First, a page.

The gig: David Wilstein, 86, is founder and president of Realtech Construction Co., one of Los Angeles' oldest and largest commercial real estate development firms. Since its founding in 1976, he has overseen more than 100 projects, including high-rise office towers, medical buildings, apartments, hotels and shopping centers.
Formative years: Wilstein grew up in Pittsburgh, where he started feeling the urge to build things as a young boy. That led to a bachelor's degree in engineering from the University of Pittsburgh. Then, a trip to California changed his life.
"I came out to L.A. and decided I liked it," he said. "I met my wife two weeks later."
Building a foundation: Wilstein soon landed a job as a civil engineer for the state of California, earning $212 a month to help design freeways. Even in the 1950s, that was not a big paycheck. He joined his father and his brother to make some extra money building a fence. That led to fixing the roof of a house and then the first of several remodeling jobs.
Scaling up: Wilstein built a duplex and then a six-unit apartment building as a contractor. When a customer of one of his home-remodeling jobs revealed that he had recently returned from Cuba with money to invest, Wilstein offered to build the man a six-unit apartment that could be sold for a 6% or 7% return. Wilstein then became a developer, building properties for investors.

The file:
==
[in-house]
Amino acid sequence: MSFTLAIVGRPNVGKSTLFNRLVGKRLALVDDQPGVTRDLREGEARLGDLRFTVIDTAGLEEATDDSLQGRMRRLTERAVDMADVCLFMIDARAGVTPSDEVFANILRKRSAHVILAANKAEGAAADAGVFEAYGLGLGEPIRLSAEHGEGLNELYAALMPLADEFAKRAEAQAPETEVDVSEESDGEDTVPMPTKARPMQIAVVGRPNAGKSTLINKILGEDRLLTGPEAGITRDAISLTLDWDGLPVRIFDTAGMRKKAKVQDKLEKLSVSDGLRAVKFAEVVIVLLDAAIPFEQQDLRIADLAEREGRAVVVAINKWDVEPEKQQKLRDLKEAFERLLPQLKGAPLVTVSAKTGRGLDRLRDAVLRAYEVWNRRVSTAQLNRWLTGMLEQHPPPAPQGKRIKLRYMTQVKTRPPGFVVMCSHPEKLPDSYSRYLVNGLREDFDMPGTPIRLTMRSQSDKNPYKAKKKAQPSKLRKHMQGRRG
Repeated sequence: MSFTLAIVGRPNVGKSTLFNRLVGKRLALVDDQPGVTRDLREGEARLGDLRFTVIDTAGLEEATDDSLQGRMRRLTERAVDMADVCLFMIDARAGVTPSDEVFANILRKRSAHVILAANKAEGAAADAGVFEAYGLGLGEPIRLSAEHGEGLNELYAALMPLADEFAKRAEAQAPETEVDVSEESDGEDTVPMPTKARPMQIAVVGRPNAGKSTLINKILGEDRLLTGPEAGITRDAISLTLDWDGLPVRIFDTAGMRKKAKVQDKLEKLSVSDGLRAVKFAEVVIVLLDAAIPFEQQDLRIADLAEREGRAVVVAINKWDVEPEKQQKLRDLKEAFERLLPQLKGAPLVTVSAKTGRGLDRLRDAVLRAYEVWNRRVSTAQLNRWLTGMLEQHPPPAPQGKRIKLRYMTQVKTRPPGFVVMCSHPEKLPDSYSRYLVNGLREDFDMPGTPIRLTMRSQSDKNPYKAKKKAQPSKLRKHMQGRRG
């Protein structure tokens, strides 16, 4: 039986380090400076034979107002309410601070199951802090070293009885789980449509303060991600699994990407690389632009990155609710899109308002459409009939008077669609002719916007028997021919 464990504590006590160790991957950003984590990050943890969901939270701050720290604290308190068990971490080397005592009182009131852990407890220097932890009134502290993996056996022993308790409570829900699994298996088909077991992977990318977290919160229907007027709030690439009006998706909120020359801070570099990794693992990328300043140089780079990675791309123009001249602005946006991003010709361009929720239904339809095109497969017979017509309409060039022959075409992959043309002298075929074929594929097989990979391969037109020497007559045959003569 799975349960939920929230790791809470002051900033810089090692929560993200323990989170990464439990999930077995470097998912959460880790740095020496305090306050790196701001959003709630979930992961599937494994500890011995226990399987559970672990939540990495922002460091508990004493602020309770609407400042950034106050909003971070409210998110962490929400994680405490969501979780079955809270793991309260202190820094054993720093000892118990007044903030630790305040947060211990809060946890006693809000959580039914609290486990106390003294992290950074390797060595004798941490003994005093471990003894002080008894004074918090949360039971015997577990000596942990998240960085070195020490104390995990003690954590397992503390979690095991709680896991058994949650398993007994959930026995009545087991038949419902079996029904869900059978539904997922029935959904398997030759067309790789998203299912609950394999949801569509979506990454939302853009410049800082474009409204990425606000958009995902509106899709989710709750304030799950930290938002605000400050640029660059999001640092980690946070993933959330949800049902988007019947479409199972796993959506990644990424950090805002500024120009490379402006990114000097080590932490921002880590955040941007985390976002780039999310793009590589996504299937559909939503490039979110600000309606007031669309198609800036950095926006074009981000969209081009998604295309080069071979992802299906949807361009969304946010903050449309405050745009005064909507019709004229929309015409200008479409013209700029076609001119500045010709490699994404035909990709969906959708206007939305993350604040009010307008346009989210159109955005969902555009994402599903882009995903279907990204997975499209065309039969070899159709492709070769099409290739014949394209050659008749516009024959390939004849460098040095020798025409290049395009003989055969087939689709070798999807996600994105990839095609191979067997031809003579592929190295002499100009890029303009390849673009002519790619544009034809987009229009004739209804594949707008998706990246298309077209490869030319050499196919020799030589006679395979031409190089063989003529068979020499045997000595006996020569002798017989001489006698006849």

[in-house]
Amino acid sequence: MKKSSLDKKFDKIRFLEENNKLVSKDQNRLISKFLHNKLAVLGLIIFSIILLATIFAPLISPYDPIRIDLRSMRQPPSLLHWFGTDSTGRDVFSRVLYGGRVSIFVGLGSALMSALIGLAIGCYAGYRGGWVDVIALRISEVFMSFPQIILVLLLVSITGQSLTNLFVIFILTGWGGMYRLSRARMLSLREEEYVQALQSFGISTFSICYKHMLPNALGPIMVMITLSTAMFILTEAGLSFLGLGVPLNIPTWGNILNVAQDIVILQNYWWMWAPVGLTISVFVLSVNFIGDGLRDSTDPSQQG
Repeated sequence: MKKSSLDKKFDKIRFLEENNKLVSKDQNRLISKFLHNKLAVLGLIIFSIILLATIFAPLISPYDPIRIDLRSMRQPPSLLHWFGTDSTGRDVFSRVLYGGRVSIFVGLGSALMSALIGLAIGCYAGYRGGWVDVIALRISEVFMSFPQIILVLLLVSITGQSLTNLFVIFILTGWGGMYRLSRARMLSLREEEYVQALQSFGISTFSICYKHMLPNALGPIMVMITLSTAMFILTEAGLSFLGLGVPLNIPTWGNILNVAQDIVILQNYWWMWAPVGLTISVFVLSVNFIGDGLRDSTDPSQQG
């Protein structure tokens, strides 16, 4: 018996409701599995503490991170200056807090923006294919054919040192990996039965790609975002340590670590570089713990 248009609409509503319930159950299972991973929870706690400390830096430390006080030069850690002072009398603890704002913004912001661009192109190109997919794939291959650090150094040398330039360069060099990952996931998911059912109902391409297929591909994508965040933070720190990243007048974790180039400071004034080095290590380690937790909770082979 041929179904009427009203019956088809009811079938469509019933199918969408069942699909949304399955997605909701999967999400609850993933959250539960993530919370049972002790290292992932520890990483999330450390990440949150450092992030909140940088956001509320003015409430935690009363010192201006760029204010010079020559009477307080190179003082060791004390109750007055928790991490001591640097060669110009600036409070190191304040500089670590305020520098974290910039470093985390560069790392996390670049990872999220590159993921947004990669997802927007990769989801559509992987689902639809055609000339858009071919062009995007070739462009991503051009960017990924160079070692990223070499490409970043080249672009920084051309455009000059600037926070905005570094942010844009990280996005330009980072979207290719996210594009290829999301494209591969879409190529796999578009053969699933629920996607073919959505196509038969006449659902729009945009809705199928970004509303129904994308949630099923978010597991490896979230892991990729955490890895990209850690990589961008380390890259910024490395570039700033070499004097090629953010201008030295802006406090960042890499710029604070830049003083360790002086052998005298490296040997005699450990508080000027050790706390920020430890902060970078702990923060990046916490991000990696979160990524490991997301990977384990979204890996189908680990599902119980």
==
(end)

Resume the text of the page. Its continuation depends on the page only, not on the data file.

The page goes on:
"The first building I sold I made about $30,000 profit," he said. "I said, this is excellent compared to working my butt off as a civil engineer for the state."
Building an empire: Wilstein found other investors and went on building increasingly large apartment buildings: 20 units, 40 units, 200 units. His loan broker suggested he try the office market, so Wilstein built a three-story building in Beverly Hills. Taller towers followed.
"I kept raising the ante," he said.
Creating a legacy: Wilstein went on to build prominent office towers that are unofficial landmarks today, such as the 12-story Roar building on Wilshire Boulevard at Roxbury Drive in Beverly Hills and the 25-story Wells Fargo Center at Wilshire and San Vicente Boulevard in Brentwood.
Far-flung empire: Wilstein built projects around the United States and overseas with partners DMJM and Celanese Corp. He erected buildings in Japan, Thailand and China. He converted a sultan's palace into a hotel in Turkey and consulted on the early stages of the massive Canary Wharf mixed-use complex in London.
Dialing it back: In the late 1970s, "My wife said you've got to stop this. You're never home and the children are growing up. We needed the situation to be more stable."
Wilstein slowly uncoupled from his partnerships and vowed to never again take on a project more than an hour from home. "I was a lone ranger then," he said.
Current business: Wilstein works every day and still likes to visit his office in the penthouse of one of his buildings, Century City Medical Plaza.
"I still have a fairly large cadre of properties," he said. "We're able to pick up pieces of other developers who overcommitted and give up the ship."
Personal: He and his wife, Susan, live in Beverly Hills. They had two daughters, one deceased. They are active in Jewish charities, and Wilstein has served on the board of directors of Cedars-Sinai Medical Center, Brandeis-Bardin Institute and the American Friends of the Hebrew University, along with several others. He is a past trustee of the California State University system.
Advice: "You have to know your business well enough to read between the lines and follow through" on opportunities, he said. "The future is up, but you can't be greedy."